Another form of carelessness is unsafe browsing habits. When employees browse the web, whether it’s for research or anything related to their job or for personal use, they should always do so in the safest way possible. Tell

“One Kaspersky study found that 52% of businesses recognize that their employees are ‘their biggest weakness in IT security.'”

employees to avoid navigating to “bad” websites and to not click any link they can’t verify (such as ads). 

Bad websites are fairly subjective, but one thing any web user should look for is “https” at the beginning of any web address. The “s” tells you the site is secure. If that “s” is not there, the website lacks proper security. If you input sensitive data into that website, such as your name, e-mail address, contact information or financial information, you cannot verify the security of that information and it may end up in the hands of cybercriminals. 

Another example of carelessness is poor password management. It’s common for people to use simple passwords and to use the same passwords across multiple websites. If your employees are doing this, it can put your business at a huge risk. If hackers get ahold of any of those passwords, who knows what they might be able to access. A strict password policy is a must for every business.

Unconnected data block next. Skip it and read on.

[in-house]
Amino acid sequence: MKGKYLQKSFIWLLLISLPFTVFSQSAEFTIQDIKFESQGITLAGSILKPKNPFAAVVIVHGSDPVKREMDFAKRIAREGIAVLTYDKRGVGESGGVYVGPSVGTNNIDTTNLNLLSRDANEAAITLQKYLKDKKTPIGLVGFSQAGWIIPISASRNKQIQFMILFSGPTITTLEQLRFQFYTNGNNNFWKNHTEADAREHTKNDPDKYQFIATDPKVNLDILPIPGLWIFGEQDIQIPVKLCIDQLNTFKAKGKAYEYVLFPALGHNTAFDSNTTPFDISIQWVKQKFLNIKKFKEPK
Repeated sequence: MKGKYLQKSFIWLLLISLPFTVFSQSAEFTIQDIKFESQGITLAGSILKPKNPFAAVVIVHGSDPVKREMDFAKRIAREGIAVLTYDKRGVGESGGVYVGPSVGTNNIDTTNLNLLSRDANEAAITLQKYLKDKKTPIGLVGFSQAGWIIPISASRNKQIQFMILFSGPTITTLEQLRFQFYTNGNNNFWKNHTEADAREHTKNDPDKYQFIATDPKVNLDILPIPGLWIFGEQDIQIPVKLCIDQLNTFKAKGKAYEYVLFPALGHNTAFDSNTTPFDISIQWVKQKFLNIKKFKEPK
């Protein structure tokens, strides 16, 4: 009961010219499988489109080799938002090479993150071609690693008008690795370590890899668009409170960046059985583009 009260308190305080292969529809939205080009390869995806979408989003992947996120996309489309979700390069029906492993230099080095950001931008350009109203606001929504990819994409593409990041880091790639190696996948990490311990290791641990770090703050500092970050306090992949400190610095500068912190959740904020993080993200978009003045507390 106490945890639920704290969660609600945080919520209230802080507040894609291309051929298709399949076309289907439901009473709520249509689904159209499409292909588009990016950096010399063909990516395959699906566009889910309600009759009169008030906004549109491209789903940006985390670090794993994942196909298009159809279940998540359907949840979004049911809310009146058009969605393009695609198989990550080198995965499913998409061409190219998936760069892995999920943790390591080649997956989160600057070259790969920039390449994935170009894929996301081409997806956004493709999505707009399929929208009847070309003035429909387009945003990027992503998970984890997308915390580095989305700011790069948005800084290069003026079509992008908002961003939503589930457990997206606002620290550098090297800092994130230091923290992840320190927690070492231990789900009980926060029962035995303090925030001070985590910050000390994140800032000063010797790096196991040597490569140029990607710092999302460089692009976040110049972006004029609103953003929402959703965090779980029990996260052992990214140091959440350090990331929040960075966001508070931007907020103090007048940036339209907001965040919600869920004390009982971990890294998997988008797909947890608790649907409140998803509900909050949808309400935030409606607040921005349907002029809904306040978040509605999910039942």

Turn Weakness Into Strength 

The best way to overcome the human weakness in your IT security is education. An IT security policy is a good start, but it must be enforced and understood. Employees need to know what behaviors are unacceptable, but they also need to be aware of the threats that exist. They need resources they can count on as threats arise so they may be dealt with properly. Working with an MSP or IT services firm may be the answer – they can help you lay the foundation to turn this weakness into a strength.

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Spiral of Death

There is usually a right way to do something and many wrong ways to do it. Same is true for IT industry. I talk to business owners all the time in SMB space and many of them have their own IT departments or at least IT admins. The common theme is that the IT admin is an expense, that role is always busy putting out fires, taking care of support tickets and there is never time to focus on and think about strategic initiatives. The issue here is, without focusing on strategic initiatives you’ll never break out of the support spiral of death and that’s why many IT departments are caught up in it in the first place.

What differentiates a world class IT provider from the rest is the process, the secret sauce, the super power of having controls and checks in place to do the things that lower support ticket volume and in the long term reduce downtime and support issues. It’s almost like replacing a workstation that is already dead vs replacing a workstation that’s not dead but has reached end of life. It’s always going to be faster and cheaper to replace a workstation before it’s completely dead!